Close Encounters

Edge effects and mating patterns in a bumblebee-pollinated plant

Are plants on the edge of their population at a disadvantage when it comes to pollination?

Many flowering plant populations are small in size or have irregular shapes that increase the proportion of plants on the population’s edge. This reduces the number of neighbours a plant has, which may reduce mating opportunities and lead to decreased fitness. Plants that rely on area-restricted foraging pollinators, such as bumblebees, may be particularly vulnerable to edge effects. Previous work has quantified seed production and mate diversity for edge versus interior plants, however the effects of spatial position on pollination success and the extent of pollen-mediated gene dispersal have not previously been explored.

Bumblebee visiting a Mimulus ringens flower in the experimental population. Image credit: J. Karron.

In their new study published in AoBP, Christopher et al. examined whether fitness via male and female function as well as pollinator foraging patterns differed between plants on the edge or the interior of an experimental population of Mimulus ringens. They found no differences between fitness components. However, pollinator visitation rates were significantly lower for edge plants. This suggests that plant reproduction parameters respond independently to spatial location. The authors conclude that edge effects are not as strong as is commonly assumed and are restricted only to some aspects of pollination biology.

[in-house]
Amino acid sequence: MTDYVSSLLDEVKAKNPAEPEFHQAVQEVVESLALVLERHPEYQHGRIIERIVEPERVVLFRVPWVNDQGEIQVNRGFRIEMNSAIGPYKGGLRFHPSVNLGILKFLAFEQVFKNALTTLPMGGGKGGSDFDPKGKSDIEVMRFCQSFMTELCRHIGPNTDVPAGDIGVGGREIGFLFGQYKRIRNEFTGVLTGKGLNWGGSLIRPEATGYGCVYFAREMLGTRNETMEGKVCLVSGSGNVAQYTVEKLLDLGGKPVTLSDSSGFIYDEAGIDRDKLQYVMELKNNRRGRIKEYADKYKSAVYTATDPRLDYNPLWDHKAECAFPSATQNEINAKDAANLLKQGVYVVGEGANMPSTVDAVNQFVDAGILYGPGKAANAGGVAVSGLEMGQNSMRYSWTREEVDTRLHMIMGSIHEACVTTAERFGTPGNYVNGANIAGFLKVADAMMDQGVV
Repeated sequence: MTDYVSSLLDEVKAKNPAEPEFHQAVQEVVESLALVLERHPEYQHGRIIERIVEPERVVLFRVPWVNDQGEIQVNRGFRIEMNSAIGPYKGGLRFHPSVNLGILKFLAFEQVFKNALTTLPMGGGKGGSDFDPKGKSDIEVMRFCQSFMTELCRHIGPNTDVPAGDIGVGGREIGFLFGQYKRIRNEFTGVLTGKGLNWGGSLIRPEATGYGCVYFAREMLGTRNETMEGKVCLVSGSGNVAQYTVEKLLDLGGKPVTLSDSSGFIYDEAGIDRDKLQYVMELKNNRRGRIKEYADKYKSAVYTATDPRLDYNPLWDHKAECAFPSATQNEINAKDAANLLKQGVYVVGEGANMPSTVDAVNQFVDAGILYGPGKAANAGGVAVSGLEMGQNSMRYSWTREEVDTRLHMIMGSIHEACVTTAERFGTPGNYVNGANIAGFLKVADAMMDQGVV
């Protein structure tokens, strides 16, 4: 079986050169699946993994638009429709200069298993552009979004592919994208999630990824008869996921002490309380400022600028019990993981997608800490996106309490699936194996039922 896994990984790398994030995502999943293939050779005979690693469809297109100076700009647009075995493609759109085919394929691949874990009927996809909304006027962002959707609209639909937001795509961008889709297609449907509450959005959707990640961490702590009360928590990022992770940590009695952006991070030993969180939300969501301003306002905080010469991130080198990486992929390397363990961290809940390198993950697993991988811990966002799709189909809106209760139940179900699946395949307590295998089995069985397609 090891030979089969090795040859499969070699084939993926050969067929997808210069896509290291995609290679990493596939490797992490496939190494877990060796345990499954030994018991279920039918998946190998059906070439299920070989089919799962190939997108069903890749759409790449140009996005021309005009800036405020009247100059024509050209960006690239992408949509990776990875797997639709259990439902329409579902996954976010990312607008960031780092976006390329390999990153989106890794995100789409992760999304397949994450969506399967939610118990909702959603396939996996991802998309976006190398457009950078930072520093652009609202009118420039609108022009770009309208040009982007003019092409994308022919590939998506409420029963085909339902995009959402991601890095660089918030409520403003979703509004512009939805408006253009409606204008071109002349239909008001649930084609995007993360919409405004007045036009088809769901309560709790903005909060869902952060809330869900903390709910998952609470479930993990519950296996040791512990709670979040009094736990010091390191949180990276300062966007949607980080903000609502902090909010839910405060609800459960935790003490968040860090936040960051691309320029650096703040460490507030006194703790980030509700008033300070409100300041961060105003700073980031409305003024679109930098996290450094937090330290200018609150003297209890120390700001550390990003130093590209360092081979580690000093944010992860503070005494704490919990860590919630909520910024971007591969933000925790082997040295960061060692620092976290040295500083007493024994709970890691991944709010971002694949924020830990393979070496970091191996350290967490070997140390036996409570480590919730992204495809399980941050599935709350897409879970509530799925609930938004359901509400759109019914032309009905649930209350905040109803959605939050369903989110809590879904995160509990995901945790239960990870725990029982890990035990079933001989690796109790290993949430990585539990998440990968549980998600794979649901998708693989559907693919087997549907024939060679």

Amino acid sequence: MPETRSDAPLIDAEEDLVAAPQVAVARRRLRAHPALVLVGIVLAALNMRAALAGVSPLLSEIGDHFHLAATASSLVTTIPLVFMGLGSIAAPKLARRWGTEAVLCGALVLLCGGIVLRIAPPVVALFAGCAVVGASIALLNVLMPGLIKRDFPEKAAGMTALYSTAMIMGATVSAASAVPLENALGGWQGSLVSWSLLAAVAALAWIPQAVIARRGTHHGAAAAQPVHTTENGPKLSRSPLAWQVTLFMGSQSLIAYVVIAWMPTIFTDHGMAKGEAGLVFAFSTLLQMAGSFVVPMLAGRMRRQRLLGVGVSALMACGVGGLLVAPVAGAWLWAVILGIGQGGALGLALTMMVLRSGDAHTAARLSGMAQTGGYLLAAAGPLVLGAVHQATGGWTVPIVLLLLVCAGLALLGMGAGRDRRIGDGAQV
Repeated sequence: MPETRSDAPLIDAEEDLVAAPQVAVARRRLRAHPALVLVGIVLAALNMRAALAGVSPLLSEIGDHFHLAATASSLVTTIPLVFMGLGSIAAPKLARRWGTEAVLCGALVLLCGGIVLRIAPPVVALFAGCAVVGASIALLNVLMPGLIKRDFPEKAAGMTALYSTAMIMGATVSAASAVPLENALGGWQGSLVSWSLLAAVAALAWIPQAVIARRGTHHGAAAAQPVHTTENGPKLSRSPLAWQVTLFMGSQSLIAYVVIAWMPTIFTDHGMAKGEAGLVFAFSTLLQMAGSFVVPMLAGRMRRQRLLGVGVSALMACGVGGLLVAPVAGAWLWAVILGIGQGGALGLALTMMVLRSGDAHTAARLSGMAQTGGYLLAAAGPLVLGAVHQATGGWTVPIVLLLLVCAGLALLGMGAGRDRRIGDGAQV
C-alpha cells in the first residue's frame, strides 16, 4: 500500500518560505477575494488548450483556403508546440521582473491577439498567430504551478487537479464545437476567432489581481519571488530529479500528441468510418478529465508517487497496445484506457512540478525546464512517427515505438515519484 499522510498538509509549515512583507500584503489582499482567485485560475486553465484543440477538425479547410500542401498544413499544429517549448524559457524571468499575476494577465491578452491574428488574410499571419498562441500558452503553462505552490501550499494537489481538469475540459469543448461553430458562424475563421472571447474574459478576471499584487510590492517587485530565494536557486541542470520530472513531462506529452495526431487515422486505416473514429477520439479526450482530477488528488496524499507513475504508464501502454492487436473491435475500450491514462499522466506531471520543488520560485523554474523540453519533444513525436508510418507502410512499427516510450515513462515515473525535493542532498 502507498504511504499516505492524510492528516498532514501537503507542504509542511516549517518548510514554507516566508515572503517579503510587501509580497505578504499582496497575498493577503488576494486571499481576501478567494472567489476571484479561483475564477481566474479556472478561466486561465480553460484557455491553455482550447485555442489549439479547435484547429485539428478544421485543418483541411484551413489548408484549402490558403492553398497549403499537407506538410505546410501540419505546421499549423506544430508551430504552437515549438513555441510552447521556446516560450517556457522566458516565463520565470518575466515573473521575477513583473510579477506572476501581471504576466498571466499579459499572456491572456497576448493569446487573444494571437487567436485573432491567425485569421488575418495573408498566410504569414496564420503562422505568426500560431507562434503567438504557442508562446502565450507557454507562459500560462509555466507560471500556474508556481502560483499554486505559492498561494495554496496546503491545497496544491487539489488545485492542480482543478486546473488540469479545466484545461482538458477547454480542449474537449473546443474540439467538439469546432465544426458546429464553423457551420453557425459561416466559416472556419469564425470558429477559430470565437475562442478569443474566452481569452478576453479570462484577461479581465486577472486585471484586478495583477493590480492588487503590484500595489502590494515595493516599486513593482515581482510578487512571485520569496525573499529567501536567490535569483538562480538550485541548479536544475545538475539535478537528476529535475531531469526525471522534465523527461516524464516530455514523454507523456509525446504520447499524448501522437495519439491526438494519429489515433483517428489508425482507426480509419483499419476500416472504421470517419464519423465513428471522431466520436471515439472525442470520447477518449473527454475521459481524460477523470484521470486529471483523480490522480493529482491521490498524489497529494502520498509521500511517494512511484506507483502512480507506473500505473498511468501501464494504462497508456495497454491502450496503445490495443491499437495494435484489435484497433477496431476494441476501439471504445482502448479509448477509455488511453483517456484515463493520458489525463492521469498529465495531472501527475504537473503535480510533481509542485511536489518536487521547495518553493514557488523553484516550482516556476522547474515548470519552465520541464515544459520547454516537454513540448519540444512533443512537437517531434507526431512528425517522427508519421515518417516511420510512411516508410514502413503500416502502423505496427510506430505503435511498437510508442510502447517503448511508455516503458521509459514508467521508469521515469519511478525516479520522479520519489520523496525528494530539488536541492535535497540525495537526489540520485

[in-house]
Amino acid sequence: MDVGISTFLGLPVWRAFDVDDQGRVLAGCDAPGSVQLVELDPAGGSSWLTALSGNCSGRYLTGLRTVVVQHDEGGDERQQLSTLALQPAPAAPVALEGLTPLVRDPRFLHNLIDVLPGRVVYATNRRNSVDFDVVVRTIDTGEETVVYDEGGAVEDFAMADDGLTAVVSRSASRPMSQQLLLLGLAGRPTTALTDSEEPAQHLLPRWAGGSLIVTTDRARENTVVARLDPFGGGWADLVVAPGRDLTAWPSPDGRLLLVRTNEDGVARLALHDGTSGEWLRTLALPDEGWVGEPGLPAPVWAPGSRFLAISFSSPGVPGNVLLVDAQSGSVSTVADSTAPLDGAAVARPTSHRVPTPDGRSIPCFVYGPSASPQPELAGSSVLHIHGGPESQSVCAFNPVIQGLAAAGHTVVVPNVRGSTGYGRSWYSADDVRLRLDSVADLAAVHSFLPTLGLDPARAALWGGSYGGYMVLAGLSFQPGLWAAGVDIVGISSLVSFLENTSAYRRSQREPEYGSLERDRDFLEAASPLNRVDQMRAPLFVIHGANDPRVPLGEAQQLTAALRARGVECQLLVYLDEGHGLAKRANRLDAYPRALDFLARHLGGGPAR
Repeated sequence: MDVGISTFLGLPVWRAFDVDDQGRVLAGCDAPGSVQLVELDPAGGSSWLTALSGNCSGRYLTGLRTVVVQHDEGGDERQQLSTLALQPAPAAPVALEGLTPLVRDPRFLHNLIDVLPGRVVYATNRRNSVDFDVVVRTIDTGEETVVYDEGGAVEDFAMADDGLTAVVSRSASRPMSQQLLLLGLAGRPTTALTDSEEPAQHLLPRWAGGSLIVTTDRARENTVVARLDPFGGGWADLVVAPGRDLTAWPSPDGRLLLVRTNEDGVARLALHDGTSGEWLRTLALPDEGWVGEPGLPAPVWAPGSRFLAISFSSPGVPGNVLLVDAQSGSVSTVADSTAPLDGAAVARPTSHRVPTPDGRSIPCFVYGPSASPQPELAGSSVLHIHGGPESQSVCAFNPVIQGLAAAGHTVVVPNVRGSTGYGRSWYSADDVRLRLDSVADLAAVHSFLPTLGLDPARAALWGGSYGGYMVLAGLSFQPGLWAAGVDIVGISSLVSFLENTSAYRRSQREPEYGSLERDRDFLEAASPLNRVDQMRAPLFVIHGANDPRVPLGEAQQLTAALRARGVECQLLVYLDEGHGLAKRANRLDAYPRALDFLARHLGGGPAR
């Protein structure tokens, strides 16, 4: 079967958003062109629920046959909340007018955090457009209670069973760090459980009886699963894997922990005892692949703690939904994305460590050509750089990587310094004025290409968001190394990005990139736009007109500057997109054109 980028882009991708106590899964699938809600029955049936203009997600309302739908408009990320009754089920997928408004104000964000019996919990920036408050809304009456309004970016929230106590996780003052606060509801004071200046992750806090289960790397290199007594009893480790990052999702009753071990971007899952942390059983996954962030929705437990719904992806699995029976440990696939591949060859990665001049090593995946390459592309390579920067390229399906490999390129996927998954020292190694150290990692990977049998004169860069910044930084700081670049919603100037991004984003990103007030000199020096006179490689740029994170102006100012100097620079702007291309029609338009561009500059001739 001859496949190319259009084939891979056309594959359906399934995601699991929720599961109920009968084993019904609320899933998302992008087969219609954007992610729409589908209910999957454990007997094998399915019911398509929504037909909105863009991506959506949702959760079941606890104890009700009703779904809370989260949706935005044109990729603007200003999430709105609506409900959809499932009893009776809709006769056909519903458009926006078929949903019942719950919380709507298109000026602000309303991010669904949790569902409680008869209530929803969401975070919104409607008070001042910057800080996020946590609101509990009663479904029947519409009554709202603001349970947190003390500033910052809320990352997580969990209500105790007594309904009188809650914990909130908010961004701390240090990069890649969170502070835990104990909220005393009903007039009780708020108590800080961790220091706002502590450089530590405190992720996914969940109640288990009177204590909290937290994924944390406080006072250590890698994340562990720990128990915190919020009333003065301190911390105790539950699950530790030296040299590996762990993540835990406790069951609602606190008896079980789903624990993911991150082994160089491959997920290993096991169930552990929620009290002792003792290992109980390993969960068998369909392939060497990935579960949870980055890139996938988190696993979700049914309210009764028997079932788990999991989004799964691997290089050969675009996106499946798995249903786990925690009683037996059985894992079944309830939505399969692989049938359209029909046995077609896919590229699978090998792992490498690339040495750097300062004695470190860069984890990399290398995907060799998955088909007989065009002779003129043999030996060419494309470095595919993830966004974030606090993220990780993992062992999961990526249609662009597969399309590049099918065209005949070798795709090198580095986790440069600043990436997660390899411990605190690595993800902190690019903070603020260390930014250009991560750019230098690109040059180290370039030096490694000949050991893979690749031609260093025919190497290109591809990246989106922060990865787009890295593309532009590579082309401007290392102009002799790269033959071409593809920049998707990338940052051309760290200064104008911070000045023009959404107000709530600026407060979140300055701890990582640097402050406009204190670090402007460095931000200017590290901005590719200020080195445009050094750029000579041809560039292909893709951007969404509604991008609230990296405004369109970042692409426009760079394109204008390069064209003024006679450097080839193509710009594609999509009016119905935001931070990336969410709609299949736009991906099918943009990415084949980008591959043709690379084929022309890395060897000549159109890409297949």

Researcher highlight

Dorothy Christopher and Maggie Hackl tracking bumblebees and marking visited flowers in an experimental population of Mimulus ringens.

Dorothy Christopher received her PhD from the University of Georgia and is currently a postdoctoral researcher at the University of Wisconsin – Milwaukee. Her research focuses on the ecology and evolution of plant mating systems. She combines genetic techniques, field work in natural populations, and greenhouse experiments to address questions in plant reproductive biology. She is particularly interested in how pollinator visitation and heritable plant traits interact to influence male and female fitness.

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